You can live a perfectly happy, productive and fulfilled life without playing video games. But for many who did look for their extra portion of satisfaction in that medium, the video game Uncharted have been a not insignificant source of salvation. The five games, all released on Sony’s PlayStation consoles, put the player in the shoes of Nathan Drake, a distant descendant of pirate Sir Francis Drake and pretty much the millennial version of cinema hero Indiana Jones. A treasure hunter who travels the world in search of lost artifacts from antiquity and, with luck, the fortunes his finds are worth.
In the video game Uncharted, he went after the sunken fleet of Marco Polo, the lost oasis Iram of a thousand pillars and the gold treasure of pirate Henry Avery. The journeys were always at the risk of their own lives, because other parties – invariably equipped with an army of heavily armed mercenaries – preyed on the same discoveries. The strongholds he visited also made his life miserable with riddles and booby traps.
Easily Digital “Quatsch”
For gamers, the figure of Drake was immortalized by actor Nolan North, but he was too unknown to the general public to show up for the long-awaited and almost inevitable film adaptation. For this, Tom Holland, known as Spider-Man, among other things, was recruited, who, as a younger Nathan Drake, hunts for the long-lost gold of explorer Ferdinand Magellan. Add to that other Hollywood stars like Mark Wahlberg and Antonio Banderas, and the action-packed director Ruben Fleischer (of Zombieland, Gangster Squad and Venom), and on paper all the boxes seem neatly ticked.
On the cinema screen, however, Uncharted does not get any further than a completely silly, easily digestible chunk of quatsch. With a nice find here and there (that trip through the catacombs in Barcelona, for example, had a charmingly unexpected denouement) but also a lot of hits in the water. Like the poorly cast Wahlberg, who has too boyish an actor persona to pass as a growling veteran who takes the young fortune hunter in tow. Or that one character that was very easily removed from the screenplay when it was no longer needed for the plot.
Structural Curse Based on Video Game Uncharted
Actually, we should have known, because there seems to be a curse on cinema films based on a video game. From Super Mario Bros. (1993) across Street Fighter (1994), Tomb Raider (2001), Hitman (2007) and Warcraft (2016) to Sonic the Hedgehog (2020): never has a movie-to-the-game been more than passable turn on a cinema screen. Usually this is simply due to the quality of the production, or the director’s inability or disinterest to understand how the games are put together.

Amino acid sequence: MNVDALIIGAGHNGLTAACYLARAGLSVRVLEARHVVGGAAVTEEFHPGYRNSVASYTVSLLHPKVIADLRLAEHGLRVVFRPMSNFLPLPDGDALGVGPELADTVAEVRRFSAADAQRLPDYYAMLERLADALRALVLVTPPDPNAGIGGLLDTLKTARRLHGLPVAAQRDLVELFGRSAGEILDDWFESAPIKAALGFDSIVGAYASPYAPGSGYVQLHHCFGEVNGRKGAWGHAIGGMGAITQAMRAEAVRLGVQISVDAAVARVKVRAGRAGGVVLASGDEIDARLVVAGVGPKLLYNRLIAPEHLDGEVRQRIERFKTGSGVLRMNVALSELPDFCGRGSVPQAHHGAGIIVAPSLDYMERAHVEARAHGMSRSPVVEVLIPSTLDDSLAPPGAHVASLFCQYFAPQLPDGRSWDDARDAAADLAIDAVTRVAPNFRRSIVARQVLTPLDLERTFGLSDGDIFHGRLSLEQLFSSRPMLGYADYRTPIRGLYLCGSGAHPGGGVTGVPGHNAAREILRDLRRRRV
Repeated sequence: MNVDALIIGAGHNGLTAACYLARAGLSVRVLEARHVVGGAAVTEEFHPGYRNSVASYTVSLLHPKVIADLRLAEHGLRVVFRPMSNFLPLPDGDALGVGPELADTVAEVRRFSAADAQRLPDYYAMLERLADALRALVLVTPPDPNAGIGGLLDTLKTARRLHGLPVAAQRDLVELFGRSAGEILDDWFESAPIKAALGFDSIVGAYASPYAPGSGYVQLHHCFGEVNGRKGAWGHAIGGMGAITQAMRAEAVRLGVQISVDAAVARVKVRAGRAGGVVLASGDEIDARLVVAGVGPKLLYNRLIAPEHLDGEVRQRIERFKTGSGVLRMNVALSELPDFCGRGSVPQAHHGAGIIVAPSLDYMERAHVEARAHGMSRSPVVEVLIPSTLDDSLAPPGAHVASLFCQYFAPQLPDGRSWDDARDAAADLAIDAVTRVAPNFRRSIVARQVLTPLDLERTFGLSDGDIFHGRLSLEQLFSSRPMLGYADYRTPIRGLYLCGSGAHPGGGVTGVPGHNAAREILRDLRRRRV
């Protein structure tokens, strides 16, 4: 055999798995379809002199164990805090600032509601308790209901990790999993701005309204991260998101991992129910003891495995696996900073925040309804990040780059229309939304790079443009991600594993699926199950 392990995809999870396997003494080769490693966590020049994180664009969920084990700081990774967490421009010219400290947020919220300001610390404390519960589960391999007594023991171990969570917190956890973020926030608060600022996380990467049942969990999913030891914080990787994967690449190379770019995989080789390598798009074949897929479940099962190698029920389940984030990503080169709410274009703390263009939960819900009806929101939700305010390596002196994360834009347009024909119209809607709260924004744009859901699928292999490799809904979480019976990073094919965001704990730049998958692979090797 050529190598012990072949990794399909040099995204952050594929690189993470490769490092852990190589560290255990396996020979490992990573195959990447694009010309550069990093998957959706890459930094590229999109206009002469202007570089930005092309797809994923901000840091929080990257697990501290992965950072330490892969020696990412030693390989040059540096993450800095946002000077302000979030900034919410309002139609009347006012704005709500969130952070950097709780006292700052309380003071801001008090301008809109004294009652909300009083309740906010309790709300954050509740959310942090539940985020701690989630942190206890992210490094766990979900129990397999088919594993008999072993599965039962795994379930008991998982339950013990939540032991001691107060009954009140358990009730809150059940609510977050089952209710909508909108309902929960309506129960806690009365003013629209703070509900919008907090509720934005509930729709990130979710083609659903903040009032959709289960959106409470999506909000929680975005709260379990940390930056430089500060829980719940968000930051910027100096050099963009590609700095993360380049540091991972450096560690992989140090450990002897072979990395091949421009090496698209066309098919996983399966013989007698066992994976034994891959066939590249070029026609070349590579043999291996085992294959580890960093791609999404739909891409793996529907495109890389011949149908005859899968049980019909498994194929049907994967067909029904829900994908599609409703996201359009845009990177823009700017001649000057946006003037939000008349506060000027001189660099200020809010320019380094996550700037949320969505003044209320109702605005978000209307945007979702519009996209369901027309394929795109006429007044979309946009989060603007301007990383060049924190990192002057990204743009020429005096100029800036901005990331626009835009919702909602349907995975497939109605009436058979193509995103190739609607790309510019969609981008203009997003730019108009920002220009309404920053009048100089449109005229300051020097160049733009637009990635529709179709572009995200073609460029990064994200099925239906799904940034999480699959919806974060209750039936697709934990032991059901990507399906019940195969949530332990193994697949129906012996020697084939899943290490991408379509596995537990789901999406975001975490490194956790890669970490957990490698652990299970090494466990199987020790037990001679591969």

Fleischer just can’t be blamed for that. Still, his Uncharted fails to break the curse once again, as the creative crew behind the film struggled to deal with a few seemingly insurmountable differences between the two mediums.
The first is in the narration. Holland, not poor in screen presence for his 26 years, puts on a well-crafted hero, but the film’s running time is about a fifth of the time players spend with the figure in each of the games. Remember that video games are a “long storytelling medium” like TV series; the complexity that the character gains after a dozen hours of gaming on the PlayStation is nowhere to be seen in its movie equivalent. His motives to push himself to the limit in his globetrotting adventure remain virtually unknown.
Much more important than that: Uncharted is too difficult to break free from the conventions that underpin the games. Video games have a much looser connection to physical reality than movies. The Nathan Drake from the video game Uncharted could narrowly jump from a moving jeep into a cargo plane taking off, mow down all the mercenaries on board with his pistols, jump out of the then crashing rig, get lost in the desert for a day, exhausted and parched, and find a settlement, and then start firing happily again, as if his body hadn’t been through all the reserves ten minutes ago. That kind of joke works in video games, not on a movie screen, but Fleischer does try. Both a supporting sequence halfway through the film and the crazy apotheosis are so crazy, such a copy-paste of scenes from the games that they make an otherwise solid adventure film lose all credibility.
Conversely, it has worked a few times. The better video games based on well-known stories in film or another medium, such as GoldenEye 007 (1997), the Batman: Arkham games (2009 onwards) and Alien: Isolation (2014), successfully wriggled free from their source material because the creators had deconstructed the latter and then applied the conventions of their own medium to it. It remains to wait for a filmmaker who can do the same.